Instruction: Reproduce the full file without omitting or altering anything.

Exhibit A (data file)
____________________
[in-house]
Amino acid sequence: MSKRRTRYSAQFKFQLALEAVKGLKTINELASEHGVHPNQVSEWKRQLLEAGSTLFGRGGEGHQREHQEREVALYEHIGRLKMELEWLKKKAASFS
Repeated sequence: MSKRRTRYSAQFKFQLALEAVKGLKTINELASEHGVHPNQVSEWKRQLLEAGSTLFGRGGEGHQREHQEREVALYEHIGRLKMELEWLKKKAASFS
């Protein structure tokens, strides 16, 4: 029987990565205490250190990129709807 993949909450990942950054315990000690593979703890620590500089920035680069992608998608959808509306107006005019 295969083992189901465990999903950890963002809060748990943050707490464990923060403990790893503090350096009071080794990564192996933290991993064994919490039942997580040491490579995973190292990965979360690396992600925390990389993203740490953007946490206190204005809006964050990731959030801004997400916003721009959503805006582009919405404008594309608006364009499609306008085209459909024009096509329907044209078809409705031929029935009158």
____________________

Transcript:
[in-house]
Amino acid sequence: MSKRRTRYSAQFKFQLALEAVKGLKTINELASEHGVHPNQVSEWKRQLLEAGSTLFGRGGEGHQREHQEREVALYEHIGRLKMELEWLKKKAASFS
Repeated sequence: MSKRRTRYSAQFKFQLALEAVKGLKTINELASEHGVHPNQVSEWKRQLLEAGSTLFGRGGEGHQREHQEREVALYEHIGRLKMELEWLKKKAASFS
């Protein structure tokens, strides 16, 4: 029987990565205490250190990129709807 993949909450990942950054315990000690593979703890620590500089920035680069992608998608959808509306107006005019 295969083992189901465990999903950890963002809060748990943050707490464990923060403990790893503090350096009071080794990564192996933290991993064994919490039942997580040491490579995973190292990965979360690396992600925390990389993203740490953007946490206190204005809006964050990731959030801004997400916003721009959503805006582009919405404008594309608006364009499609306008085209459909024009096509329907044209078809409705031929029935009158």